America's Stance on Nuclear Energy

Helen Liu
May 3, 2018

Submitted as coursework for PH241, Stanford University, Winter 2018

Current Construction of Nuclear Plants in the United States

Fig. 1: Plant Vogtle 1 and 2 reactors (Source: Wikimedia Commons)

At the beginning of 2018, the Georgia Public Service Commission and utility regulators in Georgia unanimously approved plans to continue building the only two nuclear reactors (Fig. 1) still under construction in the United States. [1] This is the only American commercial nuclear project, known as the Vogtle expansion. In 2009, the Georgia Public Service Commission authorized Georgia Power to build two new reactors at the Alvin W. Vogtle generating station. The facility is located near Waynesboro, GA and is capable of generating 2,430 MW through two Westinghouse pressurized water reactors. [2]

The Issues

The BP Statistical Review of World Energy 2017 reveals the makeup of the United States's energy consumption by fuel. Natural gas makes up 31.5% (716.3/2272.2) of total consumption as compared to nuclear energy's 8.4% (191.8/2272.2). [3] This shows the abundance of natural gas and we can draw the conclusion that the loss of nuclear plants does not have much of an impact on power supply on the United States. The BP Statistical Review reports that nuclear energy consumption in the US is roughly the same amount as from ten years ago in 2008, around 200 million tonnes oil equivalent. [3] Natural gas consumption has grown almost two hundred million tonnes oil equivalent since 2008, ten years ago. [3] Another reason against the decision to continue the Vogtle expansion is that the project is behind schedule; the two reactors were planned to be functional by 2017. [1] The project was initially budgeted to cost $14 billion. However, some statisticians estimate that it can cost as much as $25 billion in the end. [4] In addition to these points, the projects lead contractor, Westinghouse, suffered a bankruptcy in March 2017. [4]


The Georgia Public Service Commission voted in favor for the completion of the Vogtle expansion. Proponents of the nuclear energy industry hope that successful Vogtle expansion will lead to a higher reliability of the nuclear energy industry, provide more fuel diversity, promote cleaner and safer sources of fuel and also protect the United States from international sources and competition.

Other Plans for American Nuclear Energy

The Vogtle project is the only currently ongoing nuclear energy construction project. In July 2017, two South Carolina utilities gave up working on the two unfinished reactors in the state. These reactors have cost around $9 billion and are less than 40% completed. [5]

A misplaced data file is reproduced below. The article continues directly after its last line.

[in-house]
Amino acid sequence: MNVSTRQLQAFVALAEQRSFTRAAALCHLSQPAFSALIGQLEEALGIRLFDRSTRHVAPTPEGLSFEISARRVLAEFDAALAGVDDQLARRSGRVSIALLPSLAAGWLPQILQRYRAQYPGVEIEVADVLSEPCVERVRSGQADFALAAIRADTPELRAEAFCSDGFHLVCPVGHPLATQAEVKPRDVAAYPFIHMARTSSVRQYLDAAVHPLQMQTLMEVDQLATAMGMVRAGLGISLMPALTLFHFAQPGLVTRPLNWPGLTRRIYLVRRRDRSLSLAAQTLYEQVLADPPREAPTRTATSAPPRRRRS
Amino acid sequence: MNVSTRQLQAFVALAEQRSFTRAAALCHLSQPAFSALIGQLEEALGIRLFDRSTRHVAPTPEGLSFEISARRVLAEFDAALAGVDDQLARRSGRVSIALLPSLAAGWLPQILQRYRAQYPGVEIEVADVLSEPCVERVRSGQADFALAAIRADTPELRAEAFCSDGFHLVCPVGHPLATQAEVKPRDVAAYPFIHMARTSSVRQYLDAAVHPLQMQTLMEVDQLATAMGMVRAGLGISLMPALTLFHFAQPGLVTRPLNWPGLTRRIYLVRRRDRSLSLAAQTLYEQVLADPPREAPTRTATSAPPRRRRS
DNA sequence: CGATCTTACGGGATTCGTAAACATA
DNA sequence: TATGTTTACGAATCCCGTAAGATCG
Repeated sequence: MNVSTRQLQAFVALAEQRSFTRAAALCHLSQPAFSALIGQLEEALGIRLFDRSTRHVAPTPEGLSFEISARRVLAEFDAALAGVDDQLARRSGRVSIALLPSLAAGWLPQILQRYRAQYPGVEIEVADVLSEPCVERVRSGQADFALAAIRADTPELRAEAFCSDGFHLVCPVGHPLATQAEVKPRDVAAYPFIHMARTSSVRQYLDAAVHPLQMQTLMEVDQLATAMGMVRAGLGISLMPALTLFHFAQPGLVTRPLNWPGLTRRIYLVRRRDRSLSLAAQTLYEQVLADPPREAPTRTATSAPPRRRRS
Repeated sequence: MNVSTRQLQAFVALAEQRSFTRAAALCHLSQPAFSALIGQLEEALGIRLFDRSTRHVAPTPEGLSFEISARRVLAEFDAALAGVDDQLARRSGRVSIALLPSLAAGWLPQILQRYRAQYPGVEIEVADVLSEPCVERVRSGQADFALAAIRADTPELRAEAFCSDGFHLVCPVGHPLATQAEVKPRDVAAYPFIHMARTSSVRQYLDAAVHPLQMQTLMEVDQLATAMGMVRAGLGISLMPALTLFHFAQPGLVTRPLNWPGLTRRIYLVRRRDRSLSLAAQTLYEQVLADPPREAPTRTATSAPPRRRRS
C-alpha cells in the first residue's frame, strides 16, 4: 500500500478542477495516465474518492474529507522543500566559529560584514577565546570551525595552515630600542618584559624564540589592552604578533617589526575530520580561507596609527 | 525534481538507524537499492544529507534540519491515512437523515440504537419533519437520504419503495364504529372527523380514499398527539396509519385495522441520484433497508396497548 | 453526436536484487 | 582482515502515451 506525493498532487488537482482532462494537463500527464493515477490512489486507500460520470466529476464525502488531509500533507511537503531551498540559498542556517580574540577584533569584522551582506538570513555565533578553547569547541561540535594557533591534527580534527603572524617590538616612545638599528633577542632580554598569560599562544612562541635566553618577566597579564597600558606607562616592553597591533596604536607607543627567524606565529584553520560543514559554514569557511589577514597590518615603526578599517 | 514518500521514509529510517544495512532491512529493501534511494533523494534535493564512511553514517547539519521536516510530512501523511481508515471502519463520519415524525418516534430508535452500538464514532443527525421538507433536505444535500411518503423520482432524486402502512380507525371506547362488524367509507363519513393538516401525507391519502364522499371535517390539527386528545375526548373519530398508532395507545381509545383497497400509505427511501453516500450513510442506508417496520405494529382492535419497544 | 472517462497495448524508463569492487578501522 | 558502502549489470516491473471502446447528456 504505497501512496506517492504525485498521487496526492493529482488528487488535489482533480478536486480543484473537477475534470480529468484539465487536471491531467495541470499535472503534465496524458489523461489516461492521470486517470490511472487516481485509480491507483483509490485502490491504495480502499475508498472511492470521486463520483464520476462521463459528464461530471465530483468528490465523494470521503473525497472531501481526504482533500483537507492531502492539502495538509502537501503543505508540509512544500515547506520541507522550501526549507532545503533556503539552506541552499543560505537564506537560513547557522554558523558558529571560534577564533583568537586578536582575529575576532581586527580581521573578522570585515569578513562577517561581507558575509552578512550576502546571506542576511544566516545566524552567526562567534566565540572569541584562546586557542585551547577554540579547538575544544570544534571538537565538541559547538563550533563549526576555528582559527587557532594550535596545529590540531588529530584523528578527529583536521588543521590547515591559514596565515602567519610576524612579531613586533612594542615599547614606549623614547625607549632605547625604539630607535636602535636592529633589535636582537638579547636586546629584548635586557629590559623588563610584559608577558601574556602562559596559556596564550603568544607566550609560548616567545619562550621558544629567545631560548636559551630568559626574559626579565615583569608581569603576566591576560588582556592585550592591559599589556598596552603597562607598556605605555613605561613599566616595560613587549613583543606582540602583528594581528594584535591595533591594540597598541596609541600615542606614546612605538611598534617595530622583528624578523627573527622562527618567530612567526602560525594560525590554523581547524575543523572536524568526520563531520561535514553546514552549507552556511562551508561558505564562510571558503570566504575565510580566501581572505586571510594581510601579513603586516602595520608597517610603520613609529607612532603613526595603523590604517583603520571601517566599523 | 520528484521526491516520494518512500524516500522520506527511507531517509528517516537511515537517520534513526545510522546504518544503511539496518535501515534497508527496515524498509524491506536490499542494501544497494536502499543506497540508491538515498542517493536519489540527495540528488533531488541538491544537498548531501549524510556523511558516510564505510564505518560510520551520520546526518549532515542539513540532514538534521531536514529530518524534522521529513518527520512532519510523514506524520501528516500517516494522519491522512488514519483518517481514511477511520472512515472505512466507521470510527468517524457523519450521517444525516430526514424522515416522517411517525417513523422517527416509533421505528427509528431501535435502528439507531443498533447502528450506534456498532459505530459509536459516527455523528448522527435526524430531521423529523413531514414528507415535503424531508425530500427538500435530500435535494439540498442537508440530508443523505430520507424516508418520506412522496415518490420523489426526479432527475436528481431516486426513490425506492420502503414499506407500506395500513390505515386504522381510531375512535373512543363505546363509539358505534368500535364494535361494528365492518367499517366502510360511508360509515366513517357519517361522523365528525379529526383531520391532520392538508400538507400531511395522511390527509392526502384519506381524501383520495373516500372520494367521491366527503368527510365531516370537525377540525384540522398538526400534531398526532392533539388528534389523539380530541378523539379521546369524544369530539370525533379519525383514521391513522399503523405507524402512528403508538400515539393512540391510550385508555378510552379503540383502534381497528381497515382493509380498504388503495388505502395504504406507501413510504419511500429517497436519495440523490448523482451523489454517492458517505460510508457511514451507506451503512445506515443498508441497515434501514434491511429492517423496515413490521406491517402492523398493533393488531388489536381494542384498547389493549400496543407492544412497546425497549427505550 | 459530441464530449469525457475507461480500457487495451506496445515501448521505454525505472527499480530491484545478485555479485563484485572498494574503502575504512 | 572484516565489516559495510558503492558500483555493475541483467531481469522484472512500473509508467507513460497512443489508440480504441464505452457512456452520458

Historical Context

Now let us examine a bit more of the history of nuclear energy in the United States. On March 28, 1979, the Three Mile Island nuclear power plant had a coolant malfunction and shut down. People within a five mile radius of the incident were measured to have an average of 1 millirem of radioactive exposure above the usual background dose. For context, exposure from a chest X-ray is about 6 millirem. While there were no reported health consequences as a result, this is arguably the most politically significant nuclear power plant accident in the United States. [6] The Institute of Nuclear Power Operations was formed shortly after and enforced strict standards of operational safety. [7]

Improvements - The Future

In the past nuclear power plants on average suffered about six automatic shutdowns per year, but currently, the average is now decreased to less than once a year. [4] Plants also run more than 11 months on average due to quality maintenance. [8] The value placed on nuclear energy in America by different parties is still an ongoing debate.

© Helen Liu. The author warrants that the work is the author's own and that Stanford University provided no input other than typesetting and referencing guidelines. The author grants permission to copy, distribute and display this work in unaltered form, with attribution to the author, for noncommercial purposes only. All other rights, including commercial rights, are reserved to the author.


[1] B. Plumer, "Georgia, Facing Difficult Dilemma, Keeps Nuclear Project Alive," New York Times, 21 Dec 17.

[2] C. Van de Graaf, "Plant Vogtle Reactors 3 and 4: A Case Study in Challenges for US Nuclear Construction ," Physics 241, Stanford University, Winter 2017.

[3] "BP Statistical Review of World Energy 2017," British Petroleum, June 2017.

[4] Z. Pate and W. Webster, Jr., "The Nuclear Showdown in Georgia," The New York Times, 20 Dec 17.

[5] D. Cardwell, "The Murky Future of Nuclear Power in the United States," The Guardian, 18 Feb 17.

[6] C. Hopkins, "Three Mile Island," Physics 241, Stanford University, Winter 2015.

[7] M.C. Hatch et al., "Cancer Near the Three Mile Island Nuclear Plant: Radiation Emissions,"," Am. J. Epidemiol. 132, 397 (1990).

[8] K. Rakestraw, "The Future Of U.S. Nuclear Energy," Physics 241, Stanford University, Winter 2017.